P.U.S.H., as an acronym, stands for “pray until something happens.” I don’t pass that off as just another handy little churchified colloquialism you toss to folks to give them a boost of encouragement. I believe in it. I’m not a Bible scholar by any stretch of the imagination, but I am a prayer warrior. I pray in the car. I pray on the train. I pray in the shower. I pray when I’m shopping. And Lord knows I pray when someone cuts me off in traffic. They’re not big, orchestrated thee-and-thou supplications. Some situations call for the whole holy production but for the most part, I just have little conversations with God throughout the day, marked sometimes with gratitude, sometimes with questions, sometimes with pleading — on my own behalf or interceding for somebody else.
Still, despite my do-not-hesitate approach to utilizing my direct connection to Jesus on the main line, I feel stuck. In my head, I’m furiously pedaling like I’m whizzing along on a Schwinn when in reality, I’m on a stationary bike going nowhere super fast (and, to add insult to injury, not even burning any calories in the process). Christian convention insists that God is supposed to give us the desires of our hearts if we obey and act like we have some sense. Time has come and gone on some of my requests. In their honor, I had a fleeting moment of disappointment, put a moratorium on them and blew them away like dandelion dust in the wind.
I can live with the fact that I didn’t finish my master’s before I turned 30, for example, or that I didn’t save up the money to take Girl Child on her first international trip before she became a teenager. But on the heels of a breakup with a man I loved for two and a half years and aspired to marry, I can’t shake the feeling that not only did I waste my time, though I tried to do it right by consulting with the Lord at every stage of the courtship. I feel like it’s not destined for me, and that’s frustrating because praying until something happens ain’t makin’ it happen.
The desire of my heart was to be a mother again and a wife for the first time, to have an opportunity to do it the right way in a little nuclear family setup. I’ve fought on the frontlines of single motherhood for 13 years now and I don’t regret or bemoan the life my baby girl and I have together. But I’ve always envisioned myself eventually becoming the happy-go-lucky half of a solid, stable, long-loving couple and having two, maybe even three more little ones. I can’t even go near a baby these days. I avoid them like cigarette smoke and Chinese food because one sniff of that powdery baby smell or one rub of that buttery soft skin is liable to make my biological clock spontaneously combust. So as my birthday comes up on Monday, tacking yet another year to the stack that’s already piled up, I’m conflicted about where the desires of my heart and God’s intention for my life intersect.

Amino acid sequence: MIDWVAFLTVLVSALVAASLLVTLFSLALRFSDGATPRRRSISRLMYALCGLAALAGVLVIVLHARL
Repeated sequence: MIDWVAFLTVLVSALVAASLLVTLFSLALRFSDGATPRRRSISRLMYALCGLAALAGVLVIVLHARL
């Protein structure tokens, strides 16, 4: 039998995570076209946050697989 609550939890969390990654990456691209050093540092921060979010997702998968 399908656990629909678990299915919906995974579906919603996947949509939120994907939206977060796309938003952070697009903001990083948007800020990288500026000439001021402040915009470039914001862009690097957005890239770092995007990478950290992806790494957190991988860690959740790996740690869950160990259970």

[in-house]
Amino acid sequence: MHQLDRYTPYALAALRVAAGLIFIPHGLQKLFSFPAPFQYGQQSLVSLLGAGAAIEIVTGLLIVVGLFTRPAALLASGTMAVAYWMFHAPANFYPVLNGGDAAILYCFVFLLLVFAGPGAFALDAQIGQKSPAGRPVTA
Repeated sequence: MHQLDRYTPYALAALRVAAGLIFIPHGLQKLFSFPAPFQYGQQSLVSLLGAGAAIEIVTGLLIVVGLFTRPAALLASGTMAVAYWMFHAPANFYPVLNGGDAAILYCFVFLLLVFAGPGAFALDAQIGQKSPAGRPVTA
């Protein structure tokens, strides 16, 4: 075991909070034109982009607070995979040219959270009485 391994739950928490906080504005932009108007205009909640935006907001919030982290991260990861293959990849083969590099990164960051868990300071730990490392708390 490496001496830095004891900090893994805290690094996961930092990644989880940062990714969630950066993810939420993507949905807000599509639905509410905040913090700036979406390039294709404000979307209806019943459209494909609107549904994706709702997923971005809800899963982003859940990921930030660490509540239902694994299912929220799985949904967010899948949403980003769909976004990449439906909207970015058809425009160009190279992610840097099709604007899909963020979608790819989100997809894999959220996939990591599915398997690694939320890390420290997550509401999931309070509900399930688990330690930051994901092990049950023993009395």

Biologically, I only have a certain number of years to make the conception magic happen. Every woman does. And I am so not trying to be some miracle of modern science, some Sarah-and-Abraham miracle who managed to defy the odds of time and science to produce a child. No thank you very much. That, above all else, is not how I want it to happen.
I can pray, pray and pray some more, but I’m frustrated — with the Lord, with myself, with circumstances I can’t control. If I decide today that I want to buy me a nice, shiny, super expensive Lamborghini (I don’t, but let’s pretend I do), I could take steps to get one. I could save my money for a down payment. I could research interest rates and get pre-approved for the best loan for my buying power. I could go to the lot and haggle with the salesman until I get a price I’m satisfied with. There’s a linear series of events that can make that objective happen. But when it comes to marriage and babies, it’s not that cut and dry. My prayed question to the Lord today is: Why allow me to want these things if they’re not going to manifest? It feels like a waste of emotion, desire and anticipation.
Now I’m trying to retrain my heart to not even be bothered, to play reverse psychology on my brain and convince myself that I’m cool with neither one of them happening. I can believe that what God has for me is for me when it comes to my career or my side hustles or my bullheaded desire to buy a historic home and fix it up. But this dream deferred is a little harder to let go, even with the power of prayer.